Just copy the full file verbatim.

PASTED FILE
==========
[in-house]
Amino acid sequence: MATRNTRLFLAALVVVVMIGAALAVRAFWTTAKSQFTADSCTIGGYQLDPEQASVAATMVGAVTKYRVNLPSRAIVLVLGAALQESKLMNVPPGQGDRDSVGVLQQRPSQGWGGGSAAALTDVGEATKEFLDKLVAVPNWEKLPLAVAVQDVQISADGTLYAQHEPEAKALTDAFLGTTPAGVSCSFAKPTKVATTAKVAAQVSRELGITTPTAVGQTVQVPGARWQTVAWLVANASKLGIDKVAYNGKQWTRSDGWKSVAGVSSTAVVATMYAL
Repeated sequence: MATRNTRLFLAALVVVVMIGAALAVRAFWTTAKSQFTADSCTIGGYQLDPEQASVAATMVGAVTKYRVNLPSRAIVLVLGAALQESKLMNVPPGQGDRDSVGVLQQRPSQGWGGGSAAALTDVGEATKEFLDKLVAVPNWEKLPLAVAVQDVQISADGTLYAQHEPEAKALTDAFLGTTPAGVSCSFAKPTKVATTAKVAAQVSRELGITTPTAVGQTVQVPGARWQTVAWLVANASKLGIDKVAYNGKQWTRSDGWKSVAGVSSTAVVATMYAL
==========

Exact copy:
[in-house]
Amino acid sequence: MATRNTRLFLAALVVVVMIGAALAVRAFWTTAKSQFTADSCTIGGYQLDPEQASVAATMVGAVTKYRVNLPSRAIVLVLGAALQESKLMNVPPGQGDRDSVGVLQQRPSQGWGGGSAAALTDVGEATKEFLDKLVAVPNWEKLPLAVAVQDVQISADGTLYAQHEPEAKALTDAFLGTTPAGVSCSFAKPTKVATTAKVAAQVSRELGITTPTAVGQTVQVPGARWQTVAWLVANASKLGIDKVAYNGKQWTRSDGWKSVAGVSSTAVVATMYAL
Repeated sequence: MATRNTRLFLAALVVVVMIGAALAVRAFWTTAKSQFTADSCTIGGYQLDPEQASVAATMVGAVTKYRVNLPSRAIVLVLGAALQESKLMNVPPGQGDRDSVGVLQQRPSQGWGGGSAAALTDVGEATKEFLDKLVAVPNWEKLPLAVAVQDVQISADGTLYAQHEPEAKALTDAFLGTTPAGVSCSFAKPTKVATTAKVAAQVSRELGITTPTAVGQTVQVPGARWQTVAWLVANASKLGIDKVAYNGKQWTRSDGWKSVAGVSSTAVVATMYAL